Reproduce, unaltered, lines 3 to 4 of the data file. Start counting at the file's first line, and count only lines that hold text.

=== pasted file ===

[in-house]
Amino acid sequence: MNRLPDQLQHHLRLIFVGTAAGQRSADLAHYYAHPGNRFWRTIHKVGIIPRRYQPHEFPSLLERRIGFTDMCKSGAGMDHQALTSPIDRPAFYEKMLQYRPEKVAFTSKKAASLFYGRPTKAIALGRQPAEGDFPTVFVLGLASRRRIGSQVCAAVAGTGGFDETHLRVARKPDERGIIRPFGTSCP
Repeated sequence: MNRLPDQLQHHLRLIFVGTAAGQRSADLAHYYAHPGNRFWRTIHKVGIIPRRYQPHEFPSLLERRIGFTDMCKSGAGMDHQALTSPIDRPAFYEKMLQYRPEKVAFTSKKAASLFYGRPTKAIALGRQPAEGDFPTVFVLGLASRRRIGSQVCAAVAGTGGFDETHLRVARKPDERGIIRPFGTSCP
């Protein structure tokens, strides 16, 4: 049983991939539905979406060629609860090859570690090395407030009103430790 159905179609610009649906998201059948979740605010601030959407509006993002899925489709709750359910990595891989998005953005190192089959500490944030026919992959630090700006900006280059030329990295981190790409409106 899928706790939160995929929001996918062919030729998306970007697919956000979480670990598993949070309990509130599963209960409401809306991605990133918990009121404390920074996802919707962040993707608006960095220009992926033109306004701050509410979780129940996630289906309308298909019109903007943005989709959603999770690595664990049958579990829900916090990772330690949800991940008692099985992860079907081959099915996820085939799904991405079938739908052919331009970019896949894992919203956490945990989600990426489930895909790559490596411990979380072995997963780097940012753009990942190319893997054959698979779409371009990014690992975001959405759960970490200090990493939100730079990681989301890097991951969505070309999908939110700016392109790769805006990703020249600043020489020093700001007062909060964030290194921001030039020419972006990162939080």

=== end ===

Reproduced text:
Repeated sequence: MNRLPDQLQHHLRLIFVGTAAGQRSADLAHYYAHPGNRFWRTIHKVGIIPRRYQPHEFPSLLERRIGFTDMCKSGAGMDHQALTSPIDRPAFYEKMLQYRPEKVAFTSKKAASLFYGRPTKAIALGRQPAEGDFPTVFVLGLASRRRIGSQVCAAVAGTGGFDETHLRVARKPDERGIIRPFGTSCP
């Protein structure tokens, strides 16, 4: 049983991939539905979406060629609860090859570690090395407030009103430790 159905179609610009649906998201059948979740605010601030959407509006993002899925489709709750359910990595891989998005953005190192089959500490944030026919992959630090700006900006280059030329990295981190790409409106 899928706790939160995929929001996918062919030729998306970007697919956000979480670990598993949070309990509130599963209960409401809306991605990133918990009121404390920074996802919707962040993707608006960095220009992926033109306004701050509410979780129940996630289906309308298909019109903007943005989709959603999770690595664990049958579990829900916090990772330690949800991940008692099985992860079907081959099915996820085939799904991405079938739908052919331009970019896949894992919203956490945990989600990426489930895909790559490596411990979380072995997963780097940012753009990942190319893997054959698979779409371009990014690992975001959405759960970490200090990493939100730079990681989301890097991951969505070309999908939110700016392109790769805006990703020249600043020489020093700001007062909060964030290194921001030039020419972006990162939080």